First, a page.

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June 26, 2010

Awl Right, Oh Yeah

750 mL is, well, just completely damn honored to share some space on one of the most pointed--popular--blogs out there: New York's The Awl, run by three Gawker veterans (magnates? magnets?) CS, AB, and DC. They were gracious enough to publish (and help edit) my newest post, "How to Face Down the Wine List and Win." A thrill in its own right, but made only better when I saw what an incredible community of readers they've got there--so don't miss the comments section.


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June 25, 2010

06 Movia, Sauvignon

"The intent of the meal is a slow event." We broke bread to that (well, head cheese). Some 50 of us gathered over two long tables, bottles of wine in tow. I'd literally towed mine, pedaling a Rube Goldberg setup of gear and chain across town, past an oddly situated UPS facility, and finally swinging through a winding country road, wine sloshing like rapids in the rear basket. Whatever it took, we were all going to get here. This farm dinner, this apotheosis of porcine proportions--a whole hog roast by one of our favorite chefs, here at one our favorite farms, the dank smell of humidity, goats, and rennet whisking across fennel fronds, redcurrants, and the saline drip of what was once my favorite shirt. Yes, this would be a slow event, just like Leslie said. Time enough to share in great food, meet others, and--as always--drink great wine. My bottles of some esoteric sparkling pinot and gelber muskateller came out. Others had brought delicious rose, shockingly good Australian whites, Bandol that somehow seemed refreshing in 90-degree heat. And, through all this--a memorable night in the least--I could think only of the futon I sat on last night. The bloat of Chinese food in my distended belly. A much quainter evening, all in all, capped with the denouement of this bottle of Movia. I could say it was majestic, moving, or metaphysical in situ. But where we were seated, who we were with, what we were or had eaten meant nothing to this wine. In a living room, on a farm. When I remember the night, I like to imagine us together at a teak, or maybe pounded copper, table, some innocuous plate of tapas or antipasti in front. But I don't need to. Because whenever this coy, nuanced--at the risk of sounding even more pretentious: "historically informed"--bottle is opened, you're no longer tied to your surroundings. The wine is where you are--as local and true as any gathering of old friends. You're never introduced to Movia. There is no awkward handshake, no learning curve. And if you're sitting there with a bottle right now, you know what it is. It's elemental in some way. You can't break down Mo. There is no tasting note. Sure, we can discuss the balance of acid and umami. Whether that musky aroma is really flint, lemon, or a stark, jarring reminder of being asked to wash the chalkboards for the last three months of kindergarten because your overachieving ass graduated early and there is no place to put a five-year-old kid on a Wednesday in the middle of a particularly frigid winter. We can discuss those things. Better if we don't. When I sat there on the farm, drinking bottle after bottle of delicious wine, eating course after course of thoughtfully raised and prepared food, I'd lost all my inhibitions. For a moment, I thought I should've brought that Movia I'd had the night before. Every glass I poured reminded me of it anyway. It's all I was really tasting. It would have wowed them. But I quickly woke to realize that's precisely the opposite of what wines like this want to do. They don't want to wow you. They don't want you to wow others. Somehow, they stay with you, revealing themselves not when you drink them, but far more viscerally when you are without, almost whispering, you will miss me when I'm gone. You taste them, you share your own little memories (when was the last time I'd thought about homeroom and Mrs. Cook?), and you go on with your day. Comforted, maybe, by the fact that, no matter where you are and what you become, everything you've done really happened. It's mattered. You will remember your days and remember them fondly. It really does get this good. And it's a secret you never have to share.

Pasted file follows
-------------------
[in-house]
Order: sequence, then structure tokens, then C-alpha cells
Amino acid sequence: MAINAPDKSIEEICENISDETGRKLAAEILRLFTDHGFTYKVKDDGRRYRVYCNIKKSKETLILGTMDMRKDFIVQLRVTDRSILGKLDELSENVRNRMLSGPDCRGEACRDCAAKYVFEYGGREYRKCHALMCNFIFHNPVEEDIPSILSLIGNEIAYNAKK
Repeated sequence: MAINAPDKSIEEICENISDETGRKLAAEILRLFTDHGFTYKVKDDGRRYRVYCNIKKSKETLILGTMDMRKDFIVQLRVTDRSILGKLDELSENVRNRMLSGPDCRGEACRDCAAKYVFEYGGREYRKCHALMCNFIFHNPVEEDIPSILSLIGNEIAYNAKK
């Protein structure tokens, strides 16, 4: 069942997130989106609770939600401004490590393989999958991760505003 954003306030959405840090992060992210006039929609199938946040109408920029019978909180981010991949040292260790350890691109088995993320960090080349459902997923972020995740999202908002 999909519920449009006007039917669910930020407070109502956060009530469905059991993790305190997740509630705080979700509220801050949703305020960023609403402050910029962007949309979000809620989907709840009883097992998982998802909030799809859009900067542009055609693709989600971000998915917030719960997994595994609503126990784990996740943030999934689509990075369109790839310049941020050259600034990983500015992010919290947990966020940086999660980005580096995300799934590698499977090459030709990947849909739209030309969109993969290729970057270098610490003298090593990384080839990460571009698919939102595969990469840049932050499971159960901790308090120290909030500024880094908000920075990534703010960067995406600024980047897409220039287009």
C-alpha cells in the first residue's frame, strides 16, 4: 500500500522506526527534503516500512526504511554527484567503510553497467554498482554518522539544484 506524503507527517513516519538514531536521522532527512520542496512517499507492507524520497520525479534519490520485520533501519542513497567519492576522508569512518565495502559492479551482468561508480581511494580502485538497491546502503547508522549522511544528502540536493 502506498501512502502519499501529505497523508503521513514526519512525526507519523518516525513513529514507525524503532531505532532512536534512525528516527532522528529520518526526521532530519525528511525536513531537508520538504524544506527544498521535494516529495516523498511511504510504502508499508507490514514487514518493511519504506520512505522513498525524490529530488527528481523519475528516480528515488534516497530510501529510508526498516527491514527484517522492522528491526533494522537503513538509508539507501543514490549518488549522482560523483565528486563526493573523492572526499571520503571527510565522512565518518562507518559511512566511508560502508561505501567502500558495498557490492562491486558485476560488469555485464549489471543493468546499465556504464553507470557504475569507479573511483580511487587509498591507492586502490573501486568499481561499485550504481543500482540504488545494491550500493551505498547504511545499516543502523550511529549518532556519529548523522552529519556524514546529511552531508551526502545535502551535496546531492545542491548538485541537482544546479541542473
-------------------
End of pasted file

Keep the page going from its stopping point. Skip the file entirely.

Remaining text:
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June 11, 2010

NV Veuve Clicquot Ponsardin, Champagne Reims Brut

This is the review that won't matter. That won't come up in Google searches, won't be linked to from any major websites, except maybe blogs on Mark Twain. Because there are lies, damn lies, and mass-produced Champagne. And the numbers--some 10 million cases, 90 billion milliliters, or 760 million glasses a year--show that no half-truth is more persuasive than the power of Veuve Clicquot, the mystique of the Madame Widow Grande Dame. More timely, perhaps, that's 24 million gallons of this crude, gurgling liquid a year--or about as much as what BP just produced in the Gulf of Mexico. So, go on, be persuaded. But let me try to convince you otherwise, just this one time. I know, I know it's one of the first Champagnes you tried and then you went to fancy cocktail parties and still it was there. You had mimosas on the Riviera with it. You toasted your niece's wedding with it. The dockmaster christened your first yacht with a bottle, a ribbon, and some novelty scissors. And then just the other night you watched MTV Cribs and it was there, too, being brought up from the basement by an actual servant. All this wasn't just for show--it actually validated your thinking. Not "thinking" really, but your understanding. Well, no, not that. Your pedigree, your upbringing--your auspices. And I guess that's why--really to all our loss--Champagne is such a celebratory wine instead of the daily, I-love-myself and it's-Happy-Hour wine it really is. Because with wines like Veuve Clicquot's standard brut, you need a reason to open it. To expose yourself to flavors as faintly memorable as the people around you. The in-laws you only see on Easter. The hip Division Head who thinks everyone in the organization is of equal value before going to his summer home in the Andes. They taste this steely, like the aluminum wrapper of a lemon-poppyseed cupcake on your molars. As sweet and flabby as the girl who broke up with you the second week of summer camp. As bitter and zesty as quinine, as the gin tonics you guzzle at the cash bar, plunging your tongue past the ice, thinking who the hell are all these people. And though noticeably better, with enough heady, bold mushroom and raspberry aroma to, for just a moment, make you think the French were really on to something, you can drink the basic Veuve and see exactly where so many cheap sparkling producers get their influence. The Andre, the Cristalino, the Martini & Rossi. They all come from this. And they suck ass because I think the people who work there must get Veuve Clicquot at their holiday parties, on their yearly bonuses. Maybe it's the first result on Google. Here's the good stuff, boys! Guzzle up. Throw a fucking strawberry in there while you're at it. Well go ahead. Throw a strawberry in there. Make a fucking white sangria with some punch. Bitch, top off your bellini. But quit lying to me. Serve this, but quit telling me it's good. Quit telling me it goes with everything, including sushi. Quit putting it in a four-ply tri-fold cardboard box with a free etched Champagne flute. And, while you're at it, quit calling it Champagne. But keep calling it brute.